Lansdorp, together with floral arranger Paul Deckers and his team of florists met the Holy Father several times when decorating Saint Peter’s Square for the Easter Sunday Mass. The tradition began 35 years ago when a group of Dutch floral designers decked out St Peter’s Square with Dutch plants and flowers for the first time.

However, last year, with billions of people around the world in lockdown, the traditional Easter Celebrations in Saint Peter’s Square were replaced by a virtual Easter Sunday mass in a near-empty St. Peter’s Basilica in Vatican City.

What’s happened to the 20,000 white avalanche roses, which were due to cover St Peter’s Square? These blooms have been given as thank you gifts to all the doctors and nurses caring for the elderly while this devastating virus raged on.

Speaking of cancelled events, the 2020 MyPlant show in Milan was to be the next step for promoting Grandparent’s Day globally. But as we all know. The threat of COVID-19 put those plans to rest.

Looking to the future, Charles and his foundation will continue with the promotion that flowers and plants bring generations together at the newly scheduled MyPlant in February 2022.

Grandparent’s Day – How did it start?

The Festa dei Nonni, or Grandparent’s Day, was established in Italy in 1997 and legally recognised on 31 July 2005 as a holiday to emphasise the vital importance of grandparents with the family – and society.

Provide third party credibility to the key messages of Grandparent’s Day, are the campaign’s ambassadors, Clement Tulezi, CEO of the Kenya Flower Council (KFC) (centre) and Italian singer Walter Bassani (right). https://www.youtube.com/watch?v=_Uv9chCye6g

A group of individuals, involved in the horticultural sector, first conceived this iconic celebration. They were Arturo Croci, editor of horticultural magazine Flortecnica, the late Franco Locatelli, President of Italy’s National Association of Flower Producers Unaflor, Valter Pironi, director of Minoprio’s horticultural college, Wim van Meeuwen, head of the Italian branch of the Flower Council of Holland, and Charles Lansdorp, Italy’s area manager for the Flower Council of Holland.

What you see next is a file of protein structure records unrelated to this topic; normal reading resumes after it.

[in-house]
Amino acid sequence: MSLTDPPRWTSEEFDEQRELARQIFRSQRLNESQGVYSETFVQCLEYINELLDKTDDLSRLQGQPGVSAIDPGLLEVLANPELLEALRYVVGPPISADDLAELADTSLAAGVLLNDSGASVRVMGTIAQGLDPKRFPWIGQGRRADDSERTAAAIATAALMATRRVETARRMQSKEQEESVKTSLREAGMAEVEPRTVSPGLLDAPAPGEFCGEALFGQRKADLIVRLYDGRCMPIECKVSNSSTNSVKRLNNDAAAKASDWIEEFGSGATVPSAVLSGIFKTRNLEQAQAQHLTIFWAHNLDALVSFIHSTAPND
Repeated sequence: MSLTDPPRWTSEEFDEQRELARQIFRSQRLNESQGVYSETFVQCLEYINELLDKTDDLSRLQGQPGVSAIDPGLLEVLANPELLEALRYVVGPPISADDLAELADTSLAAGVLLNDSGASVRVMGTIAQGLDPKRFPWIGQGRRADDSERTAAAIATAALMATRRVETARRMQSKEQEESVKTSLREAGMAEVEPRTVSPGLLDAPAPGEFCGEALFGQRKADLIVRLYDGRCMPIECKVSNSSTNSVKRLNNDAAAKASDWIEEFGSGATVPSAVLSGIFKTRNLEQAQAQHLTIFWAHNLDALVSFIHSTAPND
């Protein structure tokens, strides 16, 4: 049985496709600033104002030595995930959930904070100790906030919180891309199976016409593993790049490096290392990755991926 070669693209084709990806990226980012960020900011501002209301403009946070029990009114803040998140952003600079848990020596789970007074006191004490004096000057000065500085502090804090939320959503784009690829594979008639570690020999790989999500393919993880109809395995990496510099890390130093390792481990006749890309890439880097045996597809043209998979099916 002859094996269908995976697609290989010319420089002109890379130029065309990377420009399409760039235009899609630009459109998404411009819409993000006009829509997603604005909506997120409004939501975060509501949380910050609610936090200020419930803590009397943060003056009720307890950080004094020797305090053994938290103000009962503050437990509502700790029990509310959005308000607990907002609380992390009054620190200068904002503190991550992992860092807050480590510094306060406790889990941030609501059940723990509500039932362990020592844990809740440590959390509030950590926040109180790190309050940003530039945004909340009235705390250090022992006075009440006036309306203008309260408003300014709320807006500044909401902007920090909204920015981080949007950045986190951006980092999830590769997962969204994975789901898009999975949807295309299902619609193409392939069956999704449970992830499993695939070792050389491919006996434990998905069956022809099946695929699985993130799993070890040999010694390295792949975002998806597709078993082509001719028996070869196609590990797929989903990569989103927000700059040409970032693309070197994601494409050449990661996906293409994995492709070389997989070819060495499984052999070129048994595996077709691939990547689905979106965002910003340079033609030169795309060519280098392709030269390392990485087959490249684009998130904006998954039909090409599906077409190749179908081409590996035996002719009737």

Thanks to the group’s drive and motivation, headed by the strong personality of Franco Locatelli, primary schools in Italy embraced the idea of children putting their artistic talents to the test in celebration of the inaugural Grandparent’s Day. More than 5,000 children participated in creating gifts for their grandparents, inspired by flowers in poetry or drawing.

The next year, in 1998, marked the establishment of a Grandparent’s Day Committee, including President Franco Locatelli, Arturo Croci, Wim Van Meeuwen, Charles Lansdorp and Roberto Alborghetti.

Six years later, this committee submitted their first official proposal to the Italian government about the importance of establishing a law recognising Grandparent’s ‘Day at the national level.

In the same year, the President of the Lombardy Region, Roberto Formigoni, chose the date of 2 October – the day on which the Catholic Church annually celebrates the guardian angels – as the official Grandparent’s’ Day.

Grandparent’s Day obtained official status from the Italian Parliament on 31 July 2005, as a national day to celebrate the importance of these family figures.

People around the world celebrate Grandparent’s Day in 2021

Germany (Bavaria) 1o October 2021 (second Sunday in October)

Italy 2 October 2021

Kenya 2 October 2021

The Netherlands 3 October 2021 (first Sunday in October)

Russia 28 October 2021

Spain 2 October 2021

The United Kingdom 3 October 2021 (first Sunday in October)

The United States 12 September 2021 (second Sunday in September)